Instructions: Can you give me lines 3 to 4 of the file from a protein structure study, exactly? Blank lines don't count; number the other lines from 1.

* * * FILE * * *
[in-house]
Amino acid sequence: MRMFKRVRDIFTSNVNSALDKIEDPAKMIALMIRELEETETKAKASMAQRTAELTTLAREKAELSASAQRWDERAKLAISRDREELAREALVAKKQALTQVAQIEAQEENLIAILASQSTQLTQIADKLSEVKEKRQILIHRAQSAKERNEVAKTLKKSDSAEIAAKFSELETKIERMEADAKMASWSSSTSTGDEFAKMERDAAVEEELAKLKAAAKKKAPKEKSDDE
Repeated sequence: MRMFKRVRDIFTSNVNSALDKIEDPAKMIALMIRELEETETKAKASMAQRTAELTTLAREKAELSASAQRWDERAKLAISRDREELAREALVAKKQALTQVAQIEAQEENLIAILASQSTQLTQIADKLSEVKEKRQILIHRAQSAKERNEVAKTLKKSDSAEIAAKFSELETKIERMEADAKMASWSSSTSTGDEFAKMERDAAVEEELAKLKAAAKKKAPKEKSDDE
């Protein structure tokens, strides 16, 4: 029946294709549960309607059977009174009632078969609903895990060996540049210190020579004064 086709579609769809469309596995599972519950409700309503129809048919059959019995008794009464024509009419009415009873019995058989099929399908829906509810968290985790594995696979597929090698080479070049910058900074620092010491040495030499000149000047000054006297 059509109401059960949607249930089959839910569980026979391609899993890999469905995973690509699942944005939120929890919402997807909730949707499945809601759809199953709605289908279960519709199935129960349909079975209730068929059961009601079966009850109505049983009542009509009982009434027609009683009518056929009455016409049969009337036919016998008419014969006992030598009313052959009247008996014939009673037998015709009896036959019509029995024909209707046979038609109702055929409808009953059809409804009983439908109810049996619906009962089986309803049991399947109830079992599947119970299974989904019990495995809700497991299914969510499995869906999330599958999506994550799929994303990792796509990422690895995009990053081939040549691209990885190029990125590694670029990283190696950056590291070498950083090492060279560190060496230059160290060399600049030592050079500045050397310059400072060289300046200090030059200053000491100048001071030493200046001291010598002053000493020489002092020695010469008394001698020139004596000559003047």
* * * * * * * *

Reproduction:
Repeated sequence: MRMFKRVRDIFTSNVNSALDKIEDPAKMIALMIRELEETETKAKASMAQRTAELTTLAREKAELSASAQRWDERAKLAISRDREELAREALVAKKQALTQVAQIEAQEENLIAILASQSTQLTQIADKLSEVKEKRQILIHRAQSAKERNEVAKTLKKSDSAEIAAKFSELETKIERMEADAKMASWSSSTSTGDEFAKMERDAAVEEELAKLKAAAKKKAPKEKSDDE
């Protein structure tokens, strides 16, 4: 029946294709549960309607059977009174009632078969609903895990060996540049210190020579004064 086709579609769809469309596995599972519950409700309503129809048919059959019995008794009464024509009419009415009873019995058989099929399908829906509810968290985790594995696979597929090698080479070049910058900074620092010491040495030499000149000047000054006297 059509109401059960949607249930089959839910569980026979391609899993890999469905995973690509699942944005939120929890919402997807909730949707499945809601759809199953709605289908279960519709199935129960349909079975209730068929059961009601079966009850109505049983009542009509009982009434027609009683009518056929009455016409049969009337036919016998008419014969006992030598009313052959009247008996014939009673037998015709009896036959019509029995024909209707046979038609109702055929409808009953059809409804009983439908109810049996619906009962089986309803049991399947109830079992599947119970299974989904019990495995809700497991299914969510499995869906999330599958999506994550799929994303990792796509990422690895995009990053081939040549691209990885190029990125590694670029990283190696950056590291070498950083090492060279560190060496230059160290060399600049030592050079500045050397310059400072060289300046200090030059200053000491100048001071030493200046001291010598002053000493020489002092020695010469008394001698020139004596000559003047």